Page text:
Haunting Jasmine

July 11, 2015 at 12:58 am (Reviews) (, , , , , , , , , , , , )

I have a cousin I’ve never met.  She married my actual cousin that I grew up playing with on a good chunk of our weekends when we were kids – and special holidays – so she’s not really MY cousin, but I have a habit of adopting people that way.  My family is weird, he’s the great grandson of my Grandfather’s sister, but I spent more time with their family than a lot of people spend with first cousins.  Unfortunately, he flitted away out of state and I haven’t had a chance to spend time with his lovely bride.

She’s been a published author for quite awhile now, longer than I’ve been running this blog, but I had conveniently lodged that information into some lost corner of my brain – until recently, as he and I played Scrabble over Facebook.

Anjali Banerjee is the lovely woman my awesome cousin chose to spend the rest of his life with and I’m so pleased to finally read one of her books.  While reading Haunting Jasmine, I felt like perhaps we were kindred spirits, as we have both written about bookstores, and clearly have a mutual passion for the written word.

She’s just way better at using those words than I am!

Title: Haunting Jasmineabanerjee-2l-haunting

Author: Anjali Banerjee

Genre: Women’s Fiction

If you’re in the mood for a haunted bookshop, a fabulous Indian aunt, a god hanging out with Dr. Seuss, Jane Austen, Beatrix Potter, and a number of other ghosts – then you might need to find yourself a copy of Haunting Jasmine.  Set in the north west, there’s a nice bit of ocean, some chilly weather, rain, hot tea, and a divorcee you might want to spend a day with in Seattle.

The writing is easy to get into, and she made lucky choice to use the word wafted – we all know how much I love that word, I think.

There’s a bit of a romance, but nothing too over the top to actually place it in the romance genre – it’s more about Jasmine and her journey to understanding herself and the nature of her aunt’s shop.

It’s definitely worth a bubble bath or day off, and I’m not just saying that because I’m biased. 🙂

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The Haunted Bookshop

January 22, 2015 at 9:52 pm (Reviews) (, , , , , , , , , , , , , )

“It’s one of the uncanniest things I know to watch a real book on its career – it follows you and follows you and drives you into a corner and makes you read it. […] Words can’t describe the cunning of some books.  You’ll think you’ve shaken them off your trail, and then one day some innocent-looking customer will pop in and begin to talk, and you’ll now he’s an unconscious agent of book-destiny.” – pg. 121, The Haunted Bookshop by Christopher Morley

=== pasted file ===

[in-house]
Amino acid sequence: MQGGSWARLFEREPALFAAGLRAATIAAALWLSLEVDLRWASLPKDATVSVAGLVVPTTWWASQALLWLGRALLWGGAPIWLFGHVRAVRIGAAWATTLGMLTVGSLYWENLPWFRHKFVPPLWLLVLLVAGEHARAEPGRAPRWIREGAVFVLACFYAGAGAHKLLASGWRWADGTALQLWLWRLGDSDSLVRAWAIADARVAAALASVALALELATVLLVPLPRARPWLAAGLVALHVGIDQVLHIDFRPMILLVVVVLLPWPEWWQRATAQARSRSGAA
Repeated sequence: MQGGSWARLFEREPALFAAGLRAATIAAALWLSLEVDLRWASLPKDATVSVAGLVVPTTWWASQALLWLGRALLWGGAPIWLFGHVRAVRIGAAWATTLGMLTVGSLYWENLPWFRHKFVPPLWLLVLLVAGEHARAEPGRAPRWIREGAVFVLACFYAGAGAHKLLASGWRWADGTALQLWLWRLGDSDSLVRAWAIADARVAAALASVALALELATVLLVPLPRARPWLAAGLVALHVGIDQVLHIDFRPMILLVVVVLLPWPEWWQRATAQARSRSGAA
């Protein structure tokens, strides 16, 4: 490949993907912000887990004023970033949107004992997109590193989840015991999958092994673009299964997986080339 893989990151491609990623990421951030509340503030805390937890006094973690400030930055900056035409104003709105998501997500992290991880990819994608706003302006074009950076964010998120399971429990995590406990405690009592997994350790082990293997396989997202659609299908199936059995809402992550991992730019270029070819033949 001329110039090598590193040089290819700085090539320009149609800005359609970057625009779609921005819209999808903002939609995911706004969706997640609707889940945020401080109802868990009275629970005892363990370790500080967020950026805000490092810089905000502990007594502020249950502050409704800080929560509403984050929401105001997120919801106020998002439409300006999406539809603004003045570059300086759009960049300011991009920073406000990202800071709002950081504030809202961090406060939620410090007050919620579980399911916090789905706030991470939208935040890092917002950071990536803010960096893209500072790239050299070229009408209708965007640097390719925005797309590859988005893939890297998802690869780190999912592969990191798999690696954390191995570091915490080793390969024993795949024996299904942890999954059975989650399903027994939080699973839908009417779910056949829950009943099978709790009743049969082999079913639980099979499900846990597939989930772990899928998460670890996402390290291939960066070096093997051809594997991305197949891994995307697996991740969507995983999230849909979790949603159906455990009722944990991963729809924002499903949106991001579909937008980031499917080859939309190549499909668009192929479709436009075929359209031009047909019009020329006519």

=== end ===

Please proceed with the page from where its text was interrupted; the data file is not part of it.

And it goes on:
The Haunted BookshopTitle: The Haunted Bookshop

Author: Christopher Morley

Length: 265 pages

I am constantly haunted by books.  As a reviewer your TBR pile grows and grows, but there are books that you want to read that no one is asking you to that sit and lurk until finally they demand that you pick them up.

I purchased The Haunted Bookshop years ago; it was the same time I bought Parnassus on Wheels.  Nearly two years after finally reading my first encounter with Morley, I’ve finally been hunted down and captured by his wonderful sequel.

“There’s only one way to lay the ghost of a book, and that is to read it.”

haunted shopNow that I’ve revisited Roger and Helen Mifflin, however, I just want more.  I want to know what happens after this glorious book fetish mystery.  After Parnassus on Wheels, it was exciting to see Mr. and Mrs. Mifflin after they settled down.  But now I want to know: how does all the inadvertent advertising change the face of Mr. Mifflin’s business.  I want to hang out with these fine people until we experience their inevitable deaths.  Favorite characters deserve that much, for their fans to sob at their memorials.

Mostly, I adore Mr. Mifflin’s constant book recommendations.  As long as people love books there will be books about bookstores, I am convinced, because the truly bookish seek out recommendations from their favorite characters, always.  That was the romance, for me, in writing The Bookshop Hotel.  I hope in time that fans will see more similarities in my work to Christopher Morley than to Debbie Macomber (of whom my writing has been compared) and the like.   Ultimately, however, I’m happy with however I am categorized as long as people are enjoying them.

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